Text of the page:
Stay Calm: Three Books To Squelch Stage Fright
We've all been there — you're at a family event, a business conference, even a PTA meeting, when the person in charge catches your eye while people are still milling about.
"Hey, can I call on you to say a few words?"
If you're like me, your hands are sweating just reading that sentence. But if you're also one of the millions of Americans who now own an iPad, Kindle or other e-reader, you need to load these three books on it to have with you at all times. If you need real help real fast, load these and you won't be left tongue-tied at the podium.
Speak Like Churchill, Stand Like Lincoln: 21 Powerful Secrets Of History's Greatest Speakers
By James C. Humes, paperback, 224 pages, Three Rivers Press, list price: $14.95
A speechwriter to five presidents and a Churchill expert, Humes is known for books full of clever stories that have a point. In this one, he gives tips from greats ranging from Napoleon to Thatcher — examples showing how to use props like reading glasses and letters from the mail, statistics and even acknowledgments to great effect.
More than a how-to book, Speak Like Churchill Stand Like Lincoln includes a wealth of stories and powerful lines easily transferred to any occasion.
Bartlett's Book Of Anecdotes
By Clifton Fadiman and Andre Bernard, hardcover, 800 pages, Little, Brown and Company, list price: $50
Having the classic Bartlett's Familiar Quotations is good (also available as an e-book), but having Bartlett's Book of Anecdotes is even better. Along with safe bets Yogi Berra, Mark Twain and Will Rogers, you'll also find anecdotes about folks from all walks of life — Eastern, Western, ancient, modern, young and old, from Socrates to Zsa Zsa Gabor — indexed by name as well as by topic. If you're talking to car dealers, look under "Henry Ford" and you'll find a great selection; if you're speaking at a literacy fundraiser, you can find about a dozen stories on "ignorance." Sometimes that's all you need to get rolling.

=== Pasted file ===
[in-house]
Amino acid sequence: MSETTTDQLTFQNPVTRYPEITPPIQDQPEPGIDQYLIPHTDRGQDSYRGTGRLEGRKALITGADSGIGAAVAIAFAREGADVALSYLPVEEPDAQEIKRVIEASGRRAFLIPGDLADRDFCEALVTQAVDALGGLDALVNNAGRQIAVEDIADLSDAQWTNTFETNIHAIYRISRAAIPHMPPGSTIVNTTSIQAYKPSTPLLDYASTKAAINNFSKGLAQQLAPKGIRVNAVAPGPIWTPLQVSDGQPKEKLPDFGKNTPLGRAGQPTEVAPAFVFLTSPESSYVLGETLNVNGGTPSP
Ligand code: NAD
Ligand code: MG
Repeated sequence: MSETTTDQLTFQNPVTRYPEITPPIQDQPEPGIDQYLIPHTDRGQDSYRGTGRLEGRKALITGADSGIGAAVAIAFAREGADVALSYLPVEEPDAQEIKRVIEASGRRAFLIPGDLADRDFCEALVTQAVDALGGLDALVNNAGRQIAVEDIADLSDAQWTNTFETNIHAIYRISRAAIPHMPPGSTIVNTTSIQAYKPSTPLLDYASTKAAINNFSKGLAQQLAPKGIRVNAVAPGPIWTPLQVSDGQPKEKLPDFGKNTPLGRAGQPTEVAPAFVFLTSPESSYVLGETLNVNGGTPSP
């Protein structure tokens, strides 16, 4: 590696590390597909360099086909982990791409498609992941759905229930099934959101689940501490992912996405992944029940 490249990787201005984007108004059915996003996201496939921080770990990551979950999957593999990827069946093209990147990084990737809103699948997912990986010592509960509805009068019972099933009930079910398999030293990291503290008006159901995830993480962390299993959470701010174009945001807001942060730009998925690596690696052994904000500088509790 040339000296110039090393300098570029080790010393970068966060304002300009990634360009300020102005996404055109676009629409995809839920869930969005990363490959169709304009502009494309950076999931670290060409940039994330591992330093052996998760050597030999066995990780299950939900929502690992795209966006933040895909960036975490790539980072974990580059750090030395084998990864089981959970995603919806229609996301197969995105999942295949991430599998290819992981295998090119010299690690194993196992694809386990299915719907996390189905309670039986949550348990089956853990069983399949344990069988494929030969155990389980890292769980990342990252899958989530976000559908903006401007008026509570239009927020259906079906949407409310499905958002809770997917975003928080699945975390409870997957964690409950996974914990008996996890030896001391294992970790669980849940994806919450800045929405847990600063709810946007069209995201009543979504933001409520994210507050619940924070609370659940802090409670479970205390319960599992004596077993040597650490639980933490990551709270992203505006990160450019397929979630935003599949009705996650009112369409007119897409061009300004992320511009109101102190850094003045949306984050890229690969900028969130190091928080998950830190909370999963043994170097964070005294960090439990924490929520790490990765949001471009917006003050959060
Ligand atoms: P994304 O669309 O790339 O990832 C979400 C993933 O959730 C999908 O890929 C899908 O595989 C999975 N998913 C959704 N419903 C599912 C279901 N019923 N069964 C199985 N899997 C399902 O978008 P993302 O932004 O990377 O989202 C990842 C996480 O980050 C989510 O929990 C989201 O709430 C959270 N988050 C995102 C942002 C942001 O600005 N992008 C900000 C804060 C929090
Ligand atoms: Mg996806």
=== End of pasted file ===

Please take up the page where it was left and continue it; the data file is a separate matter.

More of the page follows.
The Seashell Anthology Of Great Poetry
By Christopher Burns, hardcover, 349 pages, Random House, list price: $25
So often, the great moments of life — weddings, anniversaries, retirements — cause more speech-giving stress than business events. Plenty of inspiration can be found in the Seashell Anthology of Great Poetry because unlike many other poetry books, it's not only indexed by author and title, it's arranged creatively by theme. "This is the singing of our tribe, called out across the noisy business of daily life," writes Burns as he introduces the best of 500 years worth of American and English poets, as well as translations from Sanskrit, Russian and Japanese. Need rehearsal dinner remarks? Try I Dwell in Possibility by Emily Dickinson. Eulogy for a friend? Flip to the chapter entitled "Death Be Not Proud." Need a shot of courage on the way to the podium? Chant the Indian song: "I shall prosper, I shall yet remain alive." I promise you'll survive.
Beware of joke books for speakers: they're usually not indexed and worse, not funny. Witty, historically accurate stories are far better than telling a joke in a speech: less risky in terms of getting a chuckle, plus they make you look well-read and charming. Same with poetry. When your own words come slowly, these three books will get you there — so that, like William Ernest Henley in the poem Invictus, you too can say, "in the fell clutch of circumstance, I have not winced nor cried aloud." Instead, you can say, "I just gave a great speech on short notice."
Mary Kate Cary is a former White House speechwriter for President George H.W. Bush, and currently writes a column on politics for U.S. News & World Report.
Three Books... is produced and edited by Ellen Silva with production assistance from Rose Friedman, Lena Moses-Schmitt and Amelia Salutz.
Copyright 2022 NPR. To see more, visit https://www.npr.org.